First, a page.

Sharon demonstrates how to change the default primary address and add a secondary reply-to address for your Exchange Online users using the portal and PowerShell.
- [Instructor] In order to add mailboxes to Exchange Online, you must create the user in the Office 365 admin portal. Once the account in the mailbox have been created, you can then manage that mailbox for the user. Let's show you how to do this. As you can see, I am logged into the Office 365 Admin center using an admin account. I'm going to go ahead and add a new user. We're going to go ahead and add Wendy Smith. And we're going to use Wsmith as her username. I'm going to go ahead and scroll down.
And I'm going to go ahead and assign a license to this user. I'll have to scroll down a little bit more and then click Add. I don't want to send a password with her email. I'll uncheck that and then click Close. If I pop into users, we'll now see that Wendy Smith has been added. We can see her username there, her licenses. I'm going to go ahead and close this, 'cause now we want to manage her mailbox. I'll need to access the Exchange online Admin Center, Click on Admin Centers and Exchange, and then mailboxes.
One thing I want to point out here is you'll notice that you actually can't create a mailbox within this portal. That's why you have to do it in the Office 365 Admin Portal. I'm going to go ahead and double-click on Wendy, and I'll pop into Email Addresses. Wendy has been assigned a SIP address, because we're using Skype. And she also has an SMTP address as well. But if we wanted to add another email address? I'm going to go ahead, click Add. In this case it will be SMTP. And we're going to change her to Wendy, and click OK.
Now that we have the two here to compare, I can point out the differences. You'll notice at the top one, SMTP in bold, this will be the user's primary email address, but that user will receive email to any of the addresses listed here. I'm going to go ahead and double-click on the address that we just created. I'm going to leave it as-is, but I'm going to now make this the reply-to address. This will be the address that will receive all the reply messages. I'm going to click OK. And you will notice that now the bold SMTP is for wendy@.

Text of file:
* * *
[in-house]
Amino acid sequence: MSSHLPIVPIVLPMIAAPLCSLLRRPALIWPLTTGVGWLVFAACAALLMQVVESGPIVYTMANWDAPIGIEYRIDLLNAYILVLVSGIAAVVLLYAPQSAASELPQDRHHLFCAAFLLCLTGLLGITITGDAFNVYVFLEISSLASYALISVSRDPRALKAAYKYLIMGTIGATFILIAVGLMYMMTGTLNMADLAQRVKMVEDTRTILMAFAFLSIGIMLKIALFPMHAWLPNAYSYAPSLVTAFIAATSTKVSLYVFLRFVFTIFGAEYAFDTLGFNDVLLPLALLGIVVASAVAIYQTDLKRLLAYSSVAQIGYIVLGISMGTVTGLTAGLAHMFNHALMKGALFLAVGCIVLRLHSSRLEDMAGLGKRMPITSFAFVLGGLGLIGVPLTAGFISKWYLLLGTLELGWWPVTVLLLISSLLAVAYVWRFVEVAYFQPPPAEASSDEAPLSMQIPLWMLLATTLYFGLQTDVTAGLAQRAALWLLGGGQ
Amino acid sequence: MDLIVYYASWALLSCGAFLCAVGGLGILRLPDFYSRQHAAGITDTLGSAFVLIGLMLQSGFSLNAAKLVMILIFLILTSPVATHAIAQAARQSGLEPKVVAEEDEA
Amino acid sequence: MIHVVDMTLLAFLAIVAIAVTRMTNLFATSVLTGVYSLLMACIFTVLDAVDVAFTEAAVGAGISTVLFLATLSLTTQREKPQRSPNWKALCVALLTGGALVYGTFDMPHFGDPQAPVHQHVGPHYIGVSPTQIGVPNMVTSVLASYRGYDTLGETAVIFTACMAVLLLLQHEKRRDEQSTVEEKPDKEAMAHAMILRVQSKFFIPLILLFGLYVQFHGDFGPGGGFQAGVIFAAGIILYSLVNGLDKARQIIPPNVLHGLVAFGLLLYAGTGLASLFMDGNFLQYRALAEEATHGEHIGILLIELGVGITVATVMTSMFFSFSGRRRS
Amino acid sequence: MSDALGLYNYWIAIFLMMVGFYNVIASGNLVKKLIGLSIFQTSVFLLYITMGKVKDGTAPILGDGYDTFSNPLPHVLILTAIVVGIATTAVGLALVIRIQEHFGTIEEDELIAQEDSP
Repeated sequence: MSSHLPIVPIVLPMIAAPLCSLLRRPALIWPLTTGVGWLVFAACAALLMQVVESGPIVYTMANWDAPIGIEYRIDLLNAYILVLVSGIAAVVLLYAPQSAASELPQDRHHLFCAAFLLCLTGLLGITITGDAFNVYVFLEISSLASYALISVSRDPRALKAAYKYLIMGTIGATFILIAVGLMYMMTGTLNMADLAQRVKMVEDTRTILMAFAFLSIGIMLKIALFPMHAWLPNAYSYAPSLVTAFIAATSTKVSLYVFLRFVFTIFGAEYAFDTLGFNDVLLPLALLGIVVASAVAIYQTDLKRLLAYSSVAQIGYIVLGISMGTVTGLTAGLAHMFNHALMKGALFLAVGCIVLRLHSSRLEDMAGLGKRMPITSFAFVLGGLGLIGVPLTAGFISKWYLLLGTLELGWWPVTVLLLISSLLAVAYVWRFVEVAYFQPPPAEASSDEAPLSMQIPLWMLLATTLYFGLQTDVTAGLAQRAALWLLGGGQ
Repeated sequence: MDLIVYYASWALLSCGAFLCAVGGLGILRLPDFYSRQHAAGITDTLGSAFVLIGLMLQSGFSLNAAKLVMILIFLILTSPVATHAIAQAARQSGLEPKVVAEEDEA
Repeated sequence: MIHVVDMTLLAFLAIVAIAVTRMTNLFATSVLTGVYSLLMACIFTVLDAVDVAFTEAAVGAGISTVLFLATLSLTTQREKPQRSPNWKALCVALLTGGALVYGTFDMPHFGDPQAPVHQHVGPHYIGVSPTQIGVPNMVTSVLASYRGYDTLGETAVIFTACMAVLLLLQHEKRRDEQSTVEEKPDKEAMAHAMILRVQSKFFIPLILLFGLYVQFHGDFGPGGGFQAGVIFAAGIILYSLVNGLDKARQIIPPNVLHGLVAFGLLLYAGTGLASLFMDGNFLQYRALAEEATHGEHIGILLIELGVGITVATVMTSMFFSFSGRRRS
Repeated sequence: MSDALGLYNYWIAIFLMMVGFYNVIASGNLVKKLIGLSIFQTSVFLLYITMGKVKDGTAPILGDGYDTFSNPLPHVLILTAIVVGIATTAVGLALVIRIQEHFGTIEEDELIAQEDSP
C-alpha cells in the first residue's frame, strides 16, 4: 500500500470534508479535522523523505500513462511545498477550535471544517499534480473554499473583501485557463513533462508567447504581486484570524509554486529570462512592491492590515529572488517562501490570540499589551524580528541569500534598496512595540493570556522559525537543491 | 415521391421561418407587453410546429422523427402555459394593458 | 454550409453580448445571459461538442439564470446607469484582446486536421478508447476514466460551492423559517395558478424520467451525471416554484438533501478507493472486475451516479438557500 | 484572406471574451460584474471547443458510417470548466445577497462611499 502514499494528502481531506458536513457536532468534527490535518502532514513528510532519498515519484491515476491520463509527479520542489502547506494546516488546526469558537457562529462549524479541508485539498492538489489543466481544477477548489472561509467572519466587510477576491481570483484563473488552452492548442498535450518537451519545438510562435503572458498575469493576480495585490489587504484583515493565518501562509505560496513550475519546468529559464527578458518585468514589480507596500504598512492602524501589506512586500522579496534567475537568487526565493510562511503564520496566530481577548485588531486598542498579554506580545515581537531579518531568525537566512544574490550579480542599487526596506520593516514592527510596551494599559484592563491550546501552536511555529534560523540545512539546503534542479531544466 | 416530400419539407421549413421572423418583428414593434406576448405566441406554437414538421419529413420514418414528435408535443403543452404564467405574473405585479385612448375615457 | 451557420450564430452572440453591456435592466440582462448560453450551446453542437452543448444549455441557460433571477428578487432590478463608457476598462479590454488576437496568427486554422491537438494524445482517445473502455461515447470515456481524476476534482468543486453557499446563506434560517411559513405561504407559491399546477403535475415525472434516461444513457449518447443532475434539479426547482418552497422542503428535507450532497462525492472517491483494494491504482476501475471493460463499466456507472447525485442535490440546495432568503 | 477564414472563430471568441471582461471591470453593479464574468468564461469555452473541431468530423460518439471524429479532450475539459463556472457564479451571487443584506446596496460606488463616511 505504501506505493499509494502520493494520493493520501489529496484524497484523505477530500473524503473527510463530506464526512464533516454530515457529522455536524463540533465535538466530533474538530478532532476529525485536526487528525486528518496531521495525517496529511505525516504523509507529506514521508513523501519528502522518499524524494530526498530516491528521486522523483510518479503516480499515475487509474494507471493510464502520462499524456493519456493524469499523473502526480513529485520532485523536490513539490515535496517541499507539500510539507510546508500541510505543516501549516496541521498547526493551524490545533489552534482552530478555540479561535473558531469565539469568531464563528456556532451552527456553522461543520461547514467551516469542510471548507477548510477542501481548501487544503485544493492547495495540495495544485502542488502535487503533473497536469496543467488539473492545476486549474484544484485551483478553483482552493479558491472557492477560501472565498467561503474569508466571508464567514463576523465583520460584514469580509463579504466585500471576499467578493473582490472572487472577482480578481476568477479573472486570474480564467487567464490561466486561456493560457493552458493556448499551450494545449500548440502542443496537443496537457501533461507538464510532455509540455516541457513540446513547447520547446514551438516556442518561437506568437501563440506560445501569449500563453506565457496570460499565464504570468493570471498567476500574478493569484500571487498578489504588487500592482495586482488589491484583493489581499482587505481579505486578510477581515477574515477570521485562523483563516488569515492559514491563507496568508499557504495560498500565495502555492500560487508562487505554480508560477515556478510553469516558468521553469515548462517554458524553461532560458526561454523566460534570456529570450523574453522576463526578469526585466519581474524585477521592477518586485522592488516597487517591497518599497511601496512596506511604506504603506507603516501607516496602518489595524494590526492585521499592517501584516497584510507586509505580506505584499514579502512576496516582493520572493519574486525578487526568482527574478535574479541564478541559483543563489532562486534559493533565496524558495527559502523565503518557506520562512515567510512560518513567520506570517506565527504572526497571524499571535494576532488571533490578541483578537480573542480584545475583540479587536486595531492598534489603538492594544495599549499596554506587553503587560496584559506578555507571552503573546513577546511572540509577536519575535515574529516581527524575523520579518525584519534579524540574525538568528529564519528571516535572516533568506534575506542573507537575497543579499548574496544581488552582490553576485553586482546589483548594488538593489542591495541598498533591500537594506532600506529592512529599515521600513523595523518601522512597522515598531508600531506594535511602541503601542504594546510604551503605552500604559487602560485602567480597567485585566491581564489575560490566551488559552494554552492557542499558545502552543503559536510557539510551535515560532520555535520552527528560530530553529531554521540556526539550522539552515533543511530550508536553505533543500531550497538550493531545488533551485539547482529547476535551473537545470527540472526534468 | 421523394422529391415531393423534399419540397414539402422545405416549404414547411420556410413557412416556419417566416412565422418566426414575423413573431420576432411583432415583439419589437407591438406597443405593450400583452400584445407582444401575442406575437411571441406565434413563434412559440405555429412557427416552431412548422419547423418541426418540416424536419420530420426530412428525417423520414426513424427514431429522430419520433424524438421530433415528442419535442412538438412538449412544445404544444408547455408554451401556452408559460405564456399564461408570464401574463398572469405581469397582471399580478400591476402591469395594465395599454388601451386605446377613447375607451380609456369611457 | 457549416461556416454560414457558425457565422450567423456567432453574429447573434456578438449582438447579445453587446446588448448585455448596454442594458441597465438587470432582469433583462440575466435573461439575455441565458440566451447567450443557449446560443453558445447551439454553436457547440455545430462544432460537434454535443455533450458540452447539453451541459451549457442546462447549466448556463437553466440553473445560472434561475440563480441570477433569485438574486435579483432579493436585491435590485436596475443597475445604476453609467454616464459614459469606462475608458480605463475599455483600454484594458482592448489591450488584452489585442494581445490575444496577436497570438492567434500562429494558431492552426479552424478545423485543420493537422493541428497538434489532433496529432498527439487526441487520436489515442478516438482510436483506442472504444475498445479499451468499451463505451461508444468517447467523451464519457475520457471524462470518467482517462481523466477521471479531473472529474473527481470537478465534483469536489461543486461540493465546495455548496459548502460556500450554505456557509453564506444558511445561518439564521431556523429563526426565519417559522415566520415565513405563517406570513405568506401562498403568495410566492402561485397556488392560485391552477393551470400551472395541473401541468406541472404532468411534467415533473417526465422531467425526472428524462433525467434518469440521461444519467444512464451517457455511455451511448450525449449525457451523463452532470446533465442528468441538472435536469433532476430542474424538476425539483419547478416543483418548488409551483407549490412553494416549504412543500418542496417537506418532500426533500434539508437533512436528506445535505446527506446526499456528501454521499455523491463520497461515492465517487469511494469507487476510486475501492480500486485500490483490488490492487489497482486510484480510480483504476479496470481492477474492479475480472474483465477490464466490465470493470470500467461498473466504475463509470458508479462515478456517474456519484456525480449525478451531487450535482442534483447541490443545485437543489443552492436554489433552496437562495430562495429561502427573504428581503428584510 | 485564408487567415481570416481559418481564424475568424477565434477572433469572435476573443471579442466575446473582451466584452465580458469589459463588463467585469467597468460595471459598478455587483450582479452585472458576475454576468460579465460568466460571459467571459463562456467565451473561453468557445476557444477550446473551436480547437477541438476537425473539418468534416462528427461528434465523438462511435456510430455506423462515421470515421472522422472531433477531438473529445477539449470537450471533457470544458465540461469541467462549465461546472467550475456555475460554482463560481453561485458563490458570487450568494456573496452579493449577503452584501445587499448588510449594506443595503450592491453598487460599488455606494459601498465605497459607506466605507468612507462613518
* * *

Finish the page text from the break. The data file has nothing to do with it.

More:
And go ahead and save that. I'm going to go ahead and show you the same process now in PowerShell. The easiest way to access PowerShell is to click the Windows key, and then start typing PowerShell. I'm going to enter the PowerShell integrated scripting environment, and I need to launch it as Administrator. I'm going to go ahead, right-click, and run as Administrator. I already have a script that's prepared for us. I'm going to go ahead and open that. Click File, Open, and my script.
The first thing we need to do is authenticate to the Office 365 service. To do so, I'm going to use the Get-Credential command, and then pass those results to the variable user credential. Next, I'm going to connect to the Microsoft Online Service. I'm now going to connect to Exchange Online. To do so, I'm going to use New-PSSession. I have included our connection URI, I am passing our variable information for the credential.
Our authentication is basic, and we are allowing for redirection. Next, we're going to go ahead and import that PSSession. I'm going to go ahead and clear this screen before we continue. The first thing we're going to do is add a new mailbox for our user Jim Moriarty. I'm assigning Moriarty a user account from our domain. I've included a very insecure password. And our last option in this line, -ResetPasswordOnNextLogon, I have this set to false, but normally you would have this set to true.
I'm going to go ahead and run this command. Now we do have a couple of warnings here, nothing to be concerned about. Our first warning lets me know that I actually haven't assigned a license to this user, as of yet. I could have done that within the command itself. Or you have the option of doing it through the Office 365 Admin Center. Our next warning's letting us know that our user will not be able login for about 15 minutes. I'm going to go ahead and clear the screen again. I'm now going to add an additional email address for Moriarty.
Our email address will be archenemy@ our domain. We use a set mailbox command for this. Let's go ahead and make sure that that email address was added. I'm going to use the Get-Mailbox command, and I want to specify the email addresses. You'll notice here we have our two email addresses, we have our archenemy and we have Moriarty. Moriarty is bold, and that is our primary. But we want to go ahead and change this. I would like the archenemy to become our primary email address. To do so, I'm going to use Set-Mailbox, and I'm going to use the parameter -windowsEmailAddress, and then specify that email address.
And, again, let's take a look to make sure that that change has occurred. You will now notice that archenemy has a bolded SMTP. And if I want to go ahead and remove that mailbox, I can easily use the Remove-Mailbox command. And, yes, I'm sure. So I've shown you two ways where you can add in new users. If you're using the portal, the accounts will have to be created within the Office 365 Admin section. If you're using PowerShell, you can go ahead and directly add those email addresses, but be sure to include the licensing, otherwise you'll have to log back into the portal and assign those licenses manually.
- Changing the default and reply-to email addresses
- Managing SIP addresses
- Creating resource mailboxes
- Creating external contacts
- Creating distribution lists
- Creating and applying retention policies for Exchange mailboxes
- Configuring Skype for Business Online communication settings
Skill Level Intermediate
Q: This course was updated on 08/13/2018. What changed?
A: New videos were added that cover creating Office 365 groups, delegating permissions using the Office 365 portal and Windows PowerShell, and migrating public folders.